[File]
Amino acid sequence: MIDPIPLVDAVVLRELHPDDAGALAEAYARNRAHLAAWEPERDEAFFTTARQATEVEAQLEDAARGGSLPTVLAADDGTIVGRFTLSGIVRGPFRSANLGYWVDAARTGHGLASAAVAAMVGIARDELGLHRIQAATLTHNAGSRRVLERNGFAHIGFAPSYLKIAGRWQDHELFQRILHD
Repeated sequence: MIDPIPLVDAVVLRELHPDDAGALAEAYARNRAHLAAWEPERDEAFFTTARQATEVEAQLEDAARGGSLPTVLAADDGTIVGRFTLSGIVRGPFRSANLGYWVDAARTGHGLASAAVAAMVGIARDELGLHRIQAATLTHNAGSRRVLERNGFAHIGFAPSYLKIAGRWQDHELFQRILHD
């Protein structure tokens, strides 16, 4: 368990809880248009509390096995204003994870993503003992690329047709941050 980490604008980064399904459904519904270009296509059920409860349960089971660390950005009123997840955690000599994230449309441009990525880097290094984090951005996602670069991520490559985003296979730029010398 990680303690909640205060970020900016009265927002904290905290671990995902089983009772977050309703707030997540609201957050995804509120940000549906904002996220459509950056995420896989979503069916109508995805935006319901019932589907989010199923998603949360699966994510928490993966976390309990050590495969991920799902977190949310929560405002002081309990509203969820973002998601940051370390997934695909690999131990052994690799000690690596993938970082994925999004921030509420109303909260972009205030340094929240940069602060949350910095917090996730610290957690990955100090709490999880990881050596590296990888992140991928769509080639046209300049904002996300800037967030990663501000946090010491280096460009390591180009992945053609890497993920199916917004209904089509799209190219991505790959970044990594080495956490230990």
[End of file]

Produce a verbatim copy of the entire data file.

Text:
Amino acid sequence: MIDPIPLVDAVVLRELHPDDAGALAEAYARNRAHLAAWEPERDEAFFTTARQATEVEAQLEDAARGGSLPTVLAADDGTIVGRFTLSGIVRGPFRSANLGYWVDAARTGHGLASAAVAAMVGIARDELGLHRIQAATLTHNAGSRRVLERNGFAHIGFAPSYLKIAGRWQDHELFQRILHD
Repeated sequence: MIDPIPLVDAVVLRELHPDDAGALAEAYARNRAHLAAWEPERDEAFFTTARQATEVEAQLEDAARGGSLPTVLAADDGTIVGRFTLSGIVRGPFRSANLGYWVDAARTGHGLASAAVAAMVGIARDELGLHRIQAATLTHNAGSRRVLERNGFAHIGFAPSYLKIAGRWQDHELFQRILHD
């Protein structure tokens, strides 16, 4: 368990809880248009509390096995204003994870993503003992690329047709941050 980490604008980064399904459904519904270009296509059920409860349960089971660390950005009123997840955690000599994230449309441009990525880097290094984090951005996602670069991520490559985003296979730029010398 990680303690909640205060970020900016009265927002904290905290671990995902089983009772977050309703707030997540609201957050995804509120940000549906904002996220459509950056995420896989979503069916109508995805935006319901019932589907989010199923998603949360699966994510928490993966976390309990050590495969991920799902977190949310929560405002002081309990509203969820973002998601940051370390997934695909690999131990052994690799000690690596993938970082994925999004921030509420109303909260972009205030340094929240940069602060949350910095917090996730610290957690990955100090709490999880990881050596590296990888992140991928769509080639046209300049904002996300800037967030990663501000946090010491280096460009390591180009992945053609890497993920199916917004209904089509799209190219991505790959970044990594080495956490230990």